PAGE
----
Royal Dutch Shell became the third oil supermajor to feel the strain of low oil prices this week as profits fell 15 per cent in the third quarter.
However, Shell still managed to comfortably beat analysts’ expectations, posting earnings of $4.8bn (£3.7bn), well ahead of the $3.91bn anticipated.
The oil giant have a boost in oil and liquefied natural gas to thank for offsetting the impact of oil prices, which have fallen 17 per cent year on year.
Shares in Shell fell over four per cent to 2221p.
Oil and gas production in the three month period fell by one per cent from the same period last year to 3.6m barrels of oil equivalent per day.
In a statement, chief executive Ben van Beurden said: “This quarter we continued to deliver strong cash flow and earnings, despite sustained lower oil and gas prices, and chemicals margins.
“Our earnings reflect the resilience of our market-facing businesses and their ability to capitalise on market conditions, including very strong trading and optimisation results this quarter.”
However, he went on to say that prevailing macroeconomic conditions would cause uncertainty over the pace of Shell’s proposed buyback of $25bn worth of shares a year.
The Anglo-Dutch company, the world’s biggest dividend payer at $16bn a year, had planned to boost payouts to investors through dividends and share buybacks to $125bn between 2021 and 2025.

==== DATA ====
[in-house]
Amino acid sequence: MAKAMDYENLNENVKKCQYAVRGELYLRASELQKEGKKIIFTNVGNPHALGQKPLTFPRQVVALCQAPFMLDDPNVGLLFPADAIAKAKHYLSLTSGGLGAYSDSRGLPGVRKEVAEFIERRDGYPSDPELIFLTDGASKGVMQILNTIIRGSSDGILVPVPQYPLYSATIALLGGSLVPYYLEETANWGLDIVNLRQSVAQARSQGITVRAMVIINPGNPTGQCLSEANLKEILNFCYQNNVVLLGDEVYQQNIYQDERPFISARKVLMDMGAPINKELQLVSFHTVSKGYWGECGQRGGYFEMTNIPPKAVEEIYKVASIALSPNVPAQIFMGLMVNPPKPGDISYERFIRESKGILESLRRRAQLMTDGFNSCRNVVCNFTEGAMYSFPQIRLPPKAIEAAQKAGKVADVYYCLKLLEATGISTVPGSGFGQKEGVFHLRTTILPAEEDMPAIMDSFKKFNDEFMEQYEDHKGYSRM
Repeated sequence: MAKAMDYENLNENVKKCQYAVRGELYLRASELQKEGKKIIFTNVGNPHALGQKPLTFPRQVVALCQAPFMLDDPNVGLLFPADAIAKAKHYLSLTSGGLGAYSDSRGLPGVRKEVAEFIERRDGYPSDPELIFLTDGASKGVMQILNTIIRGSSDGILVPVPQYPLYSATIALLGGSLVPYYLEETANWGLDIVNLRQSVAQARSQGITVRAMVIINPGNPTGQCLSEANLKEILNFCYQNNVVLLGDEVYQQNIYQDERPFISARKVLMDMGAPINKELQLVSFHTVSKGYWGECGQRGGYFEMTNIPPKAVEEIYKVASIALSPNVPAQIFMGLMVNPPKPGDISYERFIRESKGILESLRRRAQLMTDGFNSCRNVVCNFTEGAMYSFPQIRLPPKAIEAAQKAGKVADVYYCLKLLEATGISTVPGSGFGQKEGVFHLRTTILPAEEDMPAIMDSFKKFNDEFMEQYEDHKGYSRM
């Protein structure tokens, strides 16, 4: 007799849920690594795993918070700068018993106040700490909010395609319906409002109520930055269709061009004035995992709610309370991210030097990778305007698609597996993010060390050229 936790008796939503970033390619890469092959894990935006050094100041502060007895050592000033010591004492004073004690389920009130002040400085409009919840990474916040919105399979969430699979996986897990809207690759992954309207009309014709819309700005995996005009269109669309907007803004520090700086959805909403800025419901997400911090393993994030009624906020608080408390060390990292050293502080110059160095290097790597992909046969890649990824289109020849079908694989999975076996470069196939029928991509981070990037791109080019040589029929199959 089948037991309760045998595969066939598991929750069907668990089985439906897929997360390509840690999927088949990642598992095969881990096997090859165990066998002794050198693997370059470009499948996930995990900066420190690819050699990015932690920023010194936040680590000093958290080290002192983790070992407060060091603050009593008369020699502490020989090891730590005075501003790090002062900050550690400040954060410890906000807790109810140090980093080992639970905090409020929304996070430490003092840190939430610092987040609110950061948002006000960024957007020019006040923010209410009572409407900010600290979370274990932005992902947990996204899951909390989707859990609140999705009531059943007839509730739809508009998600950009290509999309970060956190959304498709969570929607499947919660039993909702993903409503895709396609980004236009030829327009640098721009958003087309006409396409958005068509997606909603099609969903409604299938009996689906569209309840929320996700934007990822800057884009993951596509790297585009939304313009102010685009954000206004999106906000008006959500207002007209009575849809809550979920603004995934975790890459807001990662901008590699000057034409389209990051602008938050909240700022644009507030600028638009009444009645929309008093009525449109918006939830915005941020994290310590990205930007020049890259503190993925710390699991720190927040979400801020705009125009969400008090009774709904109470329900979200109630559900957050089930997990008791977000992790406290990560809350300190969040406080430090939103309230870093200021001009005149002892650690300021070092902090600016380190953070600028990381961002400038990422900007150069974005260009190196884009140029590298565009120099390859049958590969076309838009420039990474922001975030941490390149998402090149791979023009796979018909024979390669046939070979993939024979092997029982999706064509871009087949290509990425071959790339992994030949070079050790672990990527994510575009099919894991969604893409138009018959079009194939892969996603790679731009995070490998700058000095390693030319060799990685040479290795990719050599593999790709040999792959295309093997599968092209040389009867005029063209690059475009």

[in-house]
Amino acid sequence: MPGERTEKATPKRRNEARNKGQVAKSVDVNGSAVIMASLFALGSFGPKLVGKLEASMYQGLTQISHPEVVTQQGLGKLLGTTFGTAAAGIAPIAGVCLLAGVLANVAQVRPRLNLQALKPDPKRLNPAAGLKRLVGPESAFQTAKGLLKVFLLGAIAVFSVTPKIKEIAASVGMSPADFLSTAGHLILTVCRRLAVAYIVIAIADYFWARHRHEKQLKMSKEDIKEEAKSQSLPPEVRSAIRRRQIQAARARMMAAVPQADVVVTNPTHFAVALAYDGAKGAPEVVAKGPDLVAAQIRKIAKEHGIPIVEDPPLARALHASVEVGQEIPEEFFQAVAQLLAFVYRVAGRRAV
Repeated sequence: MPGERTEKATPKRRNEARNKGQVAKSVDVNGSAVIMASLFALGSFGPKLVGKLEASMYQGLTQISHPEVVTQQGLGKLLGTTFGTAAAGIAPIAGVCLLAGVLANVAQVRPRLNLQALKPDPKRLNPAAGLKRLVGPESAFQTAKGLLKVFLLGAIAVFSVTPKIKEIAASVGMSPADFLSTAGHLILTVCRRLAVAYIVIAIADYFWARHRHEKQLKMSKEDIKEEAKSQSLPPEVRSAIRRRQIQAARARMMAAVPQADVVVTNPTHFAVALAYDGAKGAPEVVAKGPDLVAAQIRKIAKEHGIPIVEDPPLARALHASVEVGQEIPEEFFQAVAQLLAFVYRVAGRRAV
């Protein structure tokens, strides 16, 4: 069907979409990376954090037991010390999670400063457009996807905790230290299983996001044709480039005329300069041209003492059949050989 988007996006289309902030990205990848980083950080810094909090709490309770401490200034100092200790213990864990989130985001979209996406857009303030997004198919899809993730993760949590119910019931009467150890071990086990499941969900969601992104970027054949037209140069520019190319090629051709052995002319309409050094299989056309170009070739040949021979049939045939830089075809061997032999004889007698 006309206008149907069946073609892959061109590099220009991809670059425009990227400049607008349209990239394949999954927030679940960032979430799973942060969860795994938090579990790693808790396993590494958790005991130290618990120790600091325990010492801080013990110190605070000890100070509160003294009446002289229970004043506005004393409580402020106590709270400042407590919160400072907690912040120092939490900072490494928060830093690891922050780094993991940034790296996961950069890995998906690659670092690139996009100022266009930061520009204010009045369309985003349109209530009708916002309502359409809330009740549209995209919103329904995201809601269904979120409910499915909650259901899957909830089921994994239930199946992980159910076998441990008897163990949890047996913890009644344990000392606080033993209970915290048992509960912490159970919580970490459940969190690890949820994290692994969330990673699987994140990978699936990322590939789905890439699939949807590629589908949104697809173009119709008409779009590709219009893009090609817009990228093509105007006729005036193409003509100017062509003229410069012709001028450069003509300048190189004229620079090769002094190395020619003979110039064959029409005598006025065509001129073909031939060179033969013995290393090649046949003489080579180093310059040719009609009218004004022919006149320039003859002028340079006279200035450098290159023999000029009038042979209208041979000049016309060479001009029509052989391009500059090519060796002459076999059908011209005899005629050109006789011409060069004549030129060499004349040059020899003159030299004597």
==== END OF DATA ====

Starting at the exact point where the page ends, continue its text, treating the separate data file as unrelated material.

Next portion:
Morgan Stanley analyst Martijn Rats said: “The lack of a dividend hike at BP and Shell management hinting at a possibly slower pace of share buybacks are suggesting companies are taking a more sober view on the outlook for oil and gas prices.”
Chief financial officer Jessica Uhl said that although conditions had been tough, reshaping Shell’s business had improved the company’s resilience.
She pointed out that the company’s best performances in the third quarter had come from its so-called transition businesses, which the company is increasingly building its strategy around:
“The returns from these businesses give us confidence that we can thrive in the energy transition.”
Earlier this week, both BP and Total saw profits slide as ongoing prices continued to affect the market.
Michael Hewson, chief market analyst at CMC Markets, said: I’m struck by the similarity with BP – both companies have seen very positive developments in the downstream, but big declines in the upstream. They will face the same challenge in 2020 – getting the level of net debt down.”
“The renewable transition will also be a challenge, although European oil is much better placed than their American counterparts to do so.”
Main image credit: Getty